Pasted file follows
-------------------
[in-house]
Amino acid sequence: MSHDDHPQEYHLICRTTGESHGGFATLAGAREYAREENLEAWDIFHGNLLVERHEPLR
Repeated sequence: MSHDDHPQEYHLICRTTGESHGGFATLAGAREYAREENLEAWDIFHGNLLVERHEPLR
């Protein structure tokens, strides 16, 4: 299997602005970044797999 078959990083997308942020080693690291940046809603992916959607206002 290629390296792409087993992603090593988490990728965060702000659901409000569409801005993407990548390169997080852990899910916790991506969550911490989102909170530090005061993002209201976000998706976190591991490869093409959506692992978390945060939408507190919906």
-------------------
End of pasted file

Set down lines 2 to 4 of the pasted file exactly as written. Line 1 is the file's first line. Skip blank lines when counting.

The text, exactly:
Amino acid sequence: MSHDDHPQEYHLICRTTGESHGGFATLAGAREYAREENLEAWDIFHGNLLVERHEPLR
Repeated sequence: MSHDDHPQEYHLICRTTGESHGGFATLAGAREYAREENLEAWDIFHGNLLVERHEPLR
């Protein structure tokens, strides 16, 4: 299997602005970044797999 078959990083997308942020080693690291940046809603992916959607206002 290629390296792409087993992603090593988490990728965060702000659901409000569409801005993407990548390169997080852990899910916790991506969550911490989102909170530090005061993002209201976000998706976190591991490869093409959506692992978390945060939408507190919906």